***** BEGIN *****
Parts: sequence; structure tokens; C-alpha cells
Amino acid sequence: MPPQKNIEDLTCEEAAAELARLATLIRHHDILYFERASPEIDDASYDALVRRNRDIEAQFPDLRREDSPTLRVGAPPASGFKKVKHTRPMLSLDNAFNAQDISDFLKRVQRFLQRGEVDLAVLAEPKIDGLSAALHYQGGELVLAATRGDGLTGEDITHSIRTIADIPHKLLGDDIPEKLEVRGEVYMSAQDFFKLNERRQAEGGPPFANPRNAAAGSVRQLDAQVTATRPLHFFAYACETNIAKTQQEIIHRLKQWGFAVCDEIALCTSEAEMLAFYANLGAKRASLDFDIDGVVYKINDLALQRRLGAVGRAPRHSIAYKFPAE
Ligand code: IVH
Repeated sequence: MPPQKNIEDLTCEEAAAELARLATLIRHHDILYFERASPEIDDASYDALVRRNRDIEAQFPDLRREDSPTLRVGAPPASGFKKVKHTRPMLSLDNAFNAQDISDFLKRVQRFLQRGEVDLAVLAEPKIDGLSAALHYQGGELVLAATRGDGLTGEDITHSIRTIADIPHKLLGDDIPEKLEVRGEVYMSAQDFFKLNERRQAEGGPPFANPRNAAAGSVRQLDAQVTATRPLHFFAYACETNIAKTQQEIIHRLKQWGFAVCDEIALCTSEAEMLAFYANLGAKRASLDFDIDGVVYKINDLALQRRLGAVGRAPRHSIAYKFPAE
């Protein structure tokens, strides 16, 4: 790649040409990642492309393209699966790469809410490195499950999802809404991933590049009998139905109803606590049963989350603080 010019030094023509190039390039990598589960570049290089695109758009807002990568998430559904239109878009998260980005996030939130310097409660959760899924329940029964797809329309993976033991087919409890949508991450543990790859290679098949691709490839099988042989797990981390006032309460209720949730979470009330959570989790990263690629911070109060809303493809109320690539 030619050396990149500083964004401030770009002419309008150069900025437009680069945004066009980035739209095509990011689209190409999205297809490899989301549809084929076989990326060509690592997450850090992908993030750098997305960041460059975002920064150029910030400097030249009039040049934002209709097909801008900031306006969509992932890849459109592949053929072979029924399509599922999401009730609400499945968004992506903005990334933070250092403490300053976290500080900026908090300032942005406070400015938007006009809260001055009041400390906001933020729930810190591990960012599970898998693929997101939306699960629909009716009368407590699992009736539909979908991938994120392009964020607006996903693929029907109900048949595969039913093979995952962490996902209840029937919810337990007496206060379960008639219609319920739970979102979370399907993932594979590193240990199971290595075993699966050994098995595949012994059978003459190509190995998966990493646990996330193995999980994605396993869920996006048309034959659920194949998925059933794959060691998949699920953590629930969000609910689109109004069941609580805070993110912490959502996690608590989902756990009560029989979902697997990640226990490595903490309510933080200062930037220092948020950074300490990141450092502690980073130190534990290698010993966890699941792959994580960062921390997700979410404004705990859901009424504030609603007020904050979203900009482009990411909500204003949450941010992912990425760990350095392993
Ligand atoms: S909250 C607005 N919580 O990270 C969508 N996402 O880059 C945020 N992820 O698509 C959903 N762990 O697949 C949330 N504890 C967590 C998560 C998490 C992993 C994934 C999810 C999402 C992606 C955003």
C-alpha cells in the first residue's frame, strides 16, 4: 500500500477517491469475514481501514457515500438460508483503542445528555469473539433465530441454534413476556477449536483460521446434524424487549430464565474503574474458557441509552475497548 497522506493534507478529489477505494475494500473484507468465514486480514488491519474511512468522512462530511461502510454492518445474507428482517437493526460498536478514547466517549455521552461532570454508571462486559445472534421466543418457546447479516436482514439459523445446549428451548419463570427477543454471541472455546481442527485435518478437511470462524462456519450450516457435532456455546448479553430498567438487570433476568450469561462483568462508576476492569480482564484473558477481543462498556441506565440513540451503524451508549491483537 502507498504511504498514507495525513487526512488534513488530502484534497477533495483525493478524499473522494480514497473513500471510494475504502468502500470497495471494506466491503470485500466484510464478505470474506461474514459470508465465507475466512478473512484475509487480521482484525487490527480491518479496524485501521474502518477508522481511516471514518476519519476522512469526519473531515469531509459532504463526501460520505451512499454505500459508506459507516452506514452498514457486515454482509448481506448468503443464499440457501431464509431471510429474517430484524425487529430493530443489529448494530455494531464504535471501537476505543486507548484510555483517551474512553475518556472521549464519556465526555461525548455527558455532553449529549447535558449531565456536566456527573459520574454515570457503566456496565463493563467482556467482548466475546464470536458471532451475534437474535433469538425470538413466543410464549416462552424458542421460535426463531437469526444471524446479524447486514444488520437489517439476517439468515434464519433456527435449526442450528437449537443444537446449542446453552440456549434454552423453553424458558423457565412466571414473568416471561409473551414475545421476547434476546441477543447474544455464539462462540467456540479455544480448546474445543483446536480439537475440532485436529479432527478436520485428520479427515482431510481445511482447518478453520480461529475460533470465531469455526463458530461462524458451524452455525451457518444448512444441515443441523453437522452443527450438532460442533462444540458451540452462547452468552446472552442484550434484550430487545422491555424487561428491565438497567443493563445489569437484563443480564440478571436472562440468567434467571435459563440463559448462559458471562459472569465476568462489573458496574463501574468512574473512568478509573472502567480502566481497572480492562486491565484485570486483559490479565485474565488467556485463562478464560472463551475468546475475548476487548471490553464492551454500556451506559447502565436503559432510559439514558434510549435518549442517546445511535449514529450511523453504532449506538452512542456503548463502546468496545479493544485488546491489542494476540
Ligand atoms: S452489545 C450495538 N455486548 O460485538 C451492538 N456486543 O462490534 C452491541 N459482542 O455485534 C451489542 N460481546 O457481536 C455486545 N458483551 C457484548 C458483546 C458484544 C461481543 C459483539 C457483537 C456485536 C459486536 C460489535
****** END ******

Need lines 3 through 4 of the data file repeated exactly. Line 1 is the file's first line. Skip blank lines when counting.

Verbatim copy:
Ligand code: IVH
Repeated sequence: MPPQKNIEDLTCEEAAAELARLATLIRHHDILYFERASPEIDDASYDALVRRNRDIEAQFPDLRREDSPTLRVGAPPASGFKKVKHTRPMLSLDNAFNAQDISDFLKRVQRFLQRGEVDLAVLAEPKIDGLSAALHYQGGELVLAATRGDGLTGEDITHSIRTIADIPHKLLGDDIPEKLEVRGEVYMSAQDFFKLNERRQAEGGPPFANPRNAAAGSVRQLDAQVTATRPLHFFAYACETNIAKTQQEIIHRLKQWGFAVCDEIALCTSEAEMLAFYANLGAKRASLDFDIDGVVYKINDLALQRRLGAVGRAPRHSIAYKFPAE